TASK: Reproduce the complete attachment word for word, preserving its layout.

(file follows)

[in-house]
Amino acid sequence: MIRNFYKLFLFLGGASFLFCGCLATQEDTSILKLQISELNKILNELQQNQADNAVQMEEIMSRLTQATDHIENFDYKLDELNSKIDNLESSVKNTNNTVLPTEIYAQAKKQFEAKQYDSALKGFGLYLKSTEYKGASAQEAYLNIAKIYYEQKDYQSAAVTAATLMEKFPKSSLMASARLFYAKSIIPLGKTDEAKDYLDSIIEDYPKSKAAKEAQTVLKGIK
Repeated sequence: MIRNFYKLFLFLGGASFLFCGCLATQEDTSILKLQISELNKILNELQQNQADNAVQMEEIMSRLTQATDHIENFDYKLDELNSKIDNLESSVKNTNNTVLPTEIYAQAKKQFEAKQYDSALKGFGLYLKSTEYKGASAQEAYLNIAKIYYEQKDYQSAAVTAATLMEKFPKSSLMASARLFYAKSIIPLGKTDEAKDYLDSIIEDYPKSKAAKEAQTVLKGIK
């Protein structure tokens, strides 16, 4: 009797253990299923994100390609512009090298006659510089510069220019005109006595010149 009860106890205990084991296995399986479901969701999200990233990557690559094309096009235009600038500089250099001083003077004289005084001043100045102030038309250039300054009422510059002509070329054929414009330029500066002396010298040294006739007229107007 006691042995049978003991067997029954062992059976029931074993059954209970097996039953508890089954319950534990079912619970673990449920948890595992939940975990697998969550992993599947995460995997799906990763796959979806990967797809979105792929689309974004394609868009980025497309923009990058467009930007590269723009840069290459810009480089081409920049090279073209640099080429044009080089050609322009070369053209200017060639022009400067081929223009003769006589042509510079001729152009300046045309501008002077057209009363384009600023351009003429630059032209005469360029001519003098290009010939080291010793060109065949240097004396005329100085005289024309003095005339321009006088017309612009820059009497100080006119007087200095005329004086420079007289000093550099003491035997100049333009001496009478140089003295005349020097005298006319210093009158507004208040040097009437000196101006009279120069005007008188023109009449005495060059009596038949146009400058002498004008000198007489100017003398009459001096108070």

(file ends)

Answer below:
[in-house]
Amino acid sequence: MIRNFYKLFLFLGGASFLFCGCLATQEDTSILKLQISELNKILNELQQNQADNAVQMEEIMSRLTQATDHIENFDYKLDELNSKIDNLESSVKNTNNTVLPTEIYAQAKKQFEAKQYDSALKGFGLYLKSTEYKGASAQEAYLNIAKIYYEQKDYQSAAVTAATLMEKFPKSSLMASARLFYAKSIIPLGKTDEAKDYLDSIIEDYPKSKAAKEAQTVLKGIK
Repeated sequence: MIRNFYKLFLFLGGASFLFCGCLATQEDTSILKLQISELNKILNELQQNQADNAVQMEEIMSRLTQATDHIENFDYKLDELNSKIDNLESSVKNTNNTVLPTEIYAQAKKQFEAKQYDSALKGFGLYLKSTEYKGASAQEAYLNIAKIYYEQKDYQSAAVTAATLMEKFPKSSLMASARLFYAKSIIPLGKTDEAKDYLDSIIEDYPKSKAAKEAQTVLKGIK
């Protein structure tokens, strides 16, 4: 009797253990299923994100390609512009090298006659510089510069220019005109006595010149 009860106890205990084991296995399986479901969701999200990233990557690559094309096009235009600038500089250099001083003077004289005084001043100045102030038309250039300054009422510059002509070329054929414009330029500066002396010298040294006739007229107007 006691042995049978003991067997029954062992059976029931074993059954209970097996039953508890089954319950534990079912619970673990449920948890595992939940975990697998969550992993599947995460995997799906990763796959979806990967797809979105792929689309974004394609868009980025497309923009990058467009930007590269723009840069290459810009480089081409920049090279073209640099080429044009080089050609322009070369053209200017060639022009400067081929223009003769006589042509510079001729152009300046045309501008002077057209009363384009600023351009003429630059032209005469360029001519003098290009010939080291010793060109065949240097004396005329100085005289024309003095005339321009006088017309612009820059009497100080006119007087200095005329004086420079007289000093550099003491035997100049333009001496009478140089003295005349020097005298006319210093009158507004208040040097009437000196101006009279120069005007008188023109009449005495060059009596038949146009400058002498004008000198007489100017003398009459001096108070």